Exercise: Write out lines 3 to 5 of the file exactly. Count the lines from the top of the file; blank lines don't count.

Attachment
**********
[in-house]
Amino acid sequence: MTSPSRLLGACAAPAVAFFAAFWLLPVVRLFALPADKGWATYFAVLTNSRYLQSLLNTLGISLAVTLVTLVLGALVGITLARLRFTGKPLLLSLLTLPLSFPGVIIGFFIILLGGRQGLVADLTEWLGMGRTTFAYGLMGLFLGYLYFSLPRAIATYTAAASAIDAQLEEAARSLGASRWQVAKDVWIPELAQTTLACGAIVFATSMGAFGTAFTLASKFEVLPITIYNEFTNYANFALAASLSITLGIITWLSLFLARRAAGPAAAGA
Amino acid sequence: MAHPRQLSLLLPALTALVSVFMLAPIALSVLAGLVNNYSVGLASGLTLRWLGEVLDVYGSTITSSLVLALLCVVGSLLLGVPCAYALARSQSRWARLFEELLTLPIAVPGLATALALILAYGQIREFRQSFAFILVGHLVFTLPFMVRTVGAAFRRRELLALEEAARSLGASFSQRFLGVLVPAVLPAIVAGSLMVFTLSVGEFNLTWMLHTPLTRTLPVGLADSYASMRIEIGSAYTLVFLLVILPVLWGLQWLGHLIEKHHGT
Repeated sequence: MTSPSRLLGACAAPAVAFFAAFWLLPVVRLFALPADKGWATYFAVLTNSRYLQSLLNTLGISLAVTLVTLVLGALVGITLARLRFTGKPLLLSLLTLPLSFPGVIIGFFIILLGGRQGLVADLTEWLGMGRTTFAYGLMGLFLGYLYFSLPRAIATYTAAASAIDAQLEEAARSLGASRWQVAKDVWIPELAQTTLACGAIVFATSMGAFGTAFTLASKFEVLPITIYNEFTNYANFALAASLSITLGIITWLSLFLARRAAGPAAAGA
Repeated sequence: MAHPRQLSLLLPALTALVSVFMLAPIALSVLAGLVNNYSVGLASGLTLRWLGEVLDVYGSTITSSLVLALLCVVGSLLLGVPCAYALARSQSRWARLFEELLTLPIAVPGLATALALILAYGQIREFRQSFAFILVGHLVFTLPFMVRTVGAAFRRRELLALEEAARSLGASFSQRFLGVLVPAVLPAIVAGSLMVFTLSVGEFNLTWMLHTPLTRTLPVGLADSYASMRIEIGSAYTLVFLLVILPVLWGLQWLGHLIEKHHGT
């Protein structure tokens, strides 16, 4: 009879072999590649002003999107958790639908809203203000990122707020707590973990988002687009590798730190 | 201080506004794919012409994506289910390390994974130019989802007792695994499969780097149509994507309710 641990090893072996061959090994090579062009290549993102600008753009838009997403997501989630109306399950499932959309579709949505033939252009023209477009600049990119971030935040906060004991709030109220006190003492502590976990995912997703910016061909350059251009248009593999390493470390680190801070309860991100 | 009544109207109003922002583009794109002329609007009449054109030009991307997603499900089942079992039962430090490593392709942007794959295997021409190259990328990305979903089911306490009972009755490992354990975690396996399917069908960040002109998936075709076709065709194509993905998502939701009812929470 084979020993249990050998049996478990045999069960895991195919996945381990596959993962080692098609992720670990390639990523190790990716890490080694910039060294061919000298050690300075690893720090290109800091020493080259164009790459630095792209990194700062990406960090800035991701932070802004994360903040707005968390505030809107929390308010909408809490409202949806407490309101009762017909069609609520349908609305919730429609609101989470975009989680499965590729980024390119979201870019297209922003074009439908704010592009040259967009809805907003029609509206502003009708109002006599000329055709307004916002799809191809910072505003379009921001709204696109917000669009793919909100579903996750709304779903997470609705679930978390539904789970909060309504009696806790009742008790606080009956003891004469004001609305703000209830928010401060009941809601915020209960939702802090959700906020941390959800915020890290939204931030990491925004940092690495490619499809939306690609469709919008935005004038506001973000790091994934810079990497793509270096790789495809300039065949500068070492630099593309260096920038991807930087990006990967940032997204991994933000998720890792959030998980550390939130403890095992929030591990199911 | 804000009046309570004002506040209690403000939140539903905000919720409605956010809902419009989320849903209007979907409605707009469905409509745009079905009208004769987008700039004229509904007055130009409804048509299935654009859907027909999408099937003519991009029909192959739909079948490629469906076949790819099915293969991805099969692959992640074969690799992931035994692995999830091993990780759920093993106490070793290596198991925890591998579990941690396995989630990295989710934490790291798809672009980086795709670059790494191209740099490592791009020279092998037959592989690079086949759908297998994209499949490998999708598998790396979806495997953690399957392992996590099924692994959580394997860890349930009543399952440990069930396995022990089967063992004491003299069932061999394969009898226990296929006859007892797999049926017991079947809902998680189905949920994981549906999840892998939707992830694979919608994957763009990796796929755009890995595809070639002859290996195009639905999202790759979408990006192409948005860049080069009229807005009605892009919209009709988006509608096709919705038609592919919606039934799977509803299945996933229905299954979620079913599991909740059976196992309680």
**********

Amino acid sequence: MAHPRQLSLLLPALTALVSVFMLAPIALSVLAGLVNNYSVGLASGLTLRWLGEVLDVYGSTITSSLVLALLCVVGSLLLGVPCAYALARSQSRWARLFEELLTLPIAVPGLATALALILAYGQIREFRQSFAFILVGHLVFTLPFMVRTVGAAFRRRELLALEEAARSLGASFSQRFLGVLVPAVLPAIVAGSLMVFTLSVGEFNLTWMLHTPLTRTLPVGLADSYASMRIEIGSAYTLVFLLVILPVLWGLQWLGHLIEKHHGT
Repeated sequence: MTSPSRLLGACAAPAVAFFAAFWLLPVVRLFALPADKGWATYFAVLTNSRYLQSLLNTLGISLAVTLVTLVLGALVGITLARLRFTGKPLLLSLLTLPLSFPGVIIGFFIILLGGRQGLVADLTEWLGMGRTTFAYGLMGLFLGYLYFSLPRAIATYTAAASAIDAQLEEAARSLGASRWQVAKDVWIPELAQTTLACGAIVFATSMGAFGTAFTLASKFEVLPITIYNEFTNYANFALAASLSITLGIITWLSLFLARRAAGPAAAGA
Repeated sequence: MAHPRQLSLLLPALTALVSVFMLAPIALSVLAGLVNNYSVGLASGLTLRWLGEVLDVYGSTITSSLVLALLCVVGSLLLGVPCAYALARSQSRWARLFEELLTLPIAVPGLATALALILAYGQIREFRQSFAFILVGHLVFTLPFMVRTVGAAFRRRELLALEEAARSLGASFSQRFLGVLVPAVLPAIVAGSLMVFTLSVGEFNLTWMLHTPLTRTLPVGLADSYASMRIEIGSAYTLVFLLVILPVLWGLQWLGHLIEKHHGT